What is a Visionist?

"A visionist is an artist, a creator or an individual that sees beyond what is visible to the eyes and brains of human beings. Visionists are thinkers, they are the recognisable brains in soociety, but most times they are seen as absurd, "nerds" and misfits – they just don't fit into the societies. They are people with great dreams and minds."

The English Wikipedia

Monday, January 31, 2011

Solutions for Egypt

I have been watching with fascination the popular revolution taking place in Egypt during all my non-working, non-sleeping hours. I now remember why I like CNN: it offers the most comprehensive and continuous information on an ongoing crisis of any TV news network. What has become quite clear from watching the ongoing drama in Cairo, much as it was clear in Tunisia, is that a critical turning point in history is taking place. And to my relief, in the most volatile and dangerous part of the world--what Zbigniew Brezinski once called "the Arc of Crisis"--a truly democratically inspired revolution is taking place.

This raises the question of US foreign policy in the face of this crisis. The US is historically a revolutionary power. The first democratic revolution in history, the American Revolution inspired democratic transformation across the world, first in Europe and then in Latin America. The US also inspired what the late Samuel P. Huntington called the "Third Wave" of democratization that swept the Third World beginning in the 1970s. However, Huntington was also the coiner of the concept of the "Clash of Civilizations." So the question for US policy is whether we believe that the operating principle in the emerging transformation of the Middle East and North Africa is Huntington's theory of the spread of democracy or his concept of the spread of Islamic fundamentalism.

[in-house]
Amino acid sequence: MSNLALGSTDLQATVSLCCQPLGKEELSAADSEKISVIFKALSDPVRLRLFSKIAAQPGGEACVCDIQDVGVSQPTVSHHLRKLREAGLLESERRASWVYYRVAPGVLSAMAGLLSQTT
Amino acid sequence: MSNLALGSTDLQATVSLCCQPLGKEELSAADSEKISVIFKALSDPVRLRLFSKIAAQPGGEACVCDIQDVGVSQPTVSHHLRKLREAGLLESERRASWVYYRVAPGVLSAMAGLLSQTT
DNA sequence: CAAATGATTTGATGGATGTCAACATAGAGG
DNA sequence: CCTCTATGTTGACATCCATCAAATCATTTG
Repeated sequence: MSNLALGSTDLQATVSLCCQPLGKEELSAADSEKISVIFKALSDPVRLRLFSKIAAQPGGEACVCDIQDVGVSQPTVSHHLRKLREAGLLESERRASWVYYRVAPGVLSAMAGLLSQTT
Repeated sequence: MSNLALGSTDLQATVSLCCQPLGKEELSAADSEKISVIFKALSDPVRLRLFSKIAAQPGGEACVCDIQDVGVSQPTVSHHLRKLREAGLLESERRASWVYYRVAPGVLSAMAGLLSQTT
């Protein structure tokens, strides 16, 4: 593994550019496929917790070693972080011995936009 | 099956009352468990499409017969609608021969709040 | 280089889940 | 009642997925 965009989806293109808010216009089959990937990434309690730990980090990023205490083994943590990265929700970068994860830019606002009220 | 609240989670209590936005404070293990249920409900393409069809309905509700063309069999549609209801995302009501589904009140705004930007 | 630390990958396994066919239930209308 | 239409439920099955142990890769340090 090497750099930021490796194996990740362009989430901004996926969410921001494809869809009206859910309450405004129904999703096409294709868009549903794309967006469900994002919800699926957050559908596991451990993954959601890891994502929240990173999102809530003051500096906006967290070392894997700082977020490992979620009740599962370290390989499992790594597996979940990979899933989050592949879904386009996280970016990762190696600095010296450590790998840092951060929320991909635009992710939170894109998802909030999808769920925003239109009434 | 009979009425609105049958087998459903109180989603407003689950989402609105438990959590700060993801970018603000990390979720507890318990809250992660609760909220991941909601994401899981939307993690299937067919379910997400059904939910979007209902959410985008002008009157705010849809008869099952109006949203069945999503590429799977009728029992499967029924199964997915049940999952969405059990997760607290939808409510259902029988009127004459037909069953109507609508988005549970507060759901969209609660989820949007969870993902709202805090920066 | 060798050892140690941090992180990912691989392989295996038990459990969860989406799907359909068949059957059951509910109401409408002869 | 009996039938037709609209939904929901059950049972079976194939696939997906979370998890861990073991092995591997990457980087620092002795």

The answer to that question should be coming from those making the revolution itself. There is no or little anti-Americanism, Islamic fundamentalism or even Islamic language coming out of the demonstrators in Cairo and other Egyptian cities. What I see is mostly young people, middle class people, students whose main chant is the removal of a dictator named Mubarak. The US is clearly concerned that it may be about to lose a bulwark for stability and peace in the volatile Middle East. We held our nose while supplying his regime with billions in economic and military assistance. Indeed, we have done in the Middle East what we abandoned as a policy thirty years ago in Latin America: the support of friendly military dictatorships. In Latin America, such friendships were rooted in the Cold War and fear of the spread of the Cuban Revolution. In the Middle East it was strategic interests surrounding the importance of petroleum resources, the Suez Canal and the Arab-Israeli Conflict and more recently the spread of Islamic fundamentalism and terrorism from within its midst.

However, now is the time for a strategic shift in policy. There is little the US can do to change history in this case. But we do run the risk of coming out against the thrust of history to the detriment of our own position when the dust settles over the rolling revolution taking place. No doubt the Mubarak administration is more resilient than the Tunisian dictatorship. It may or may not find itself suddenly ousted. But it inevitably will give way to a new political system in Egypt.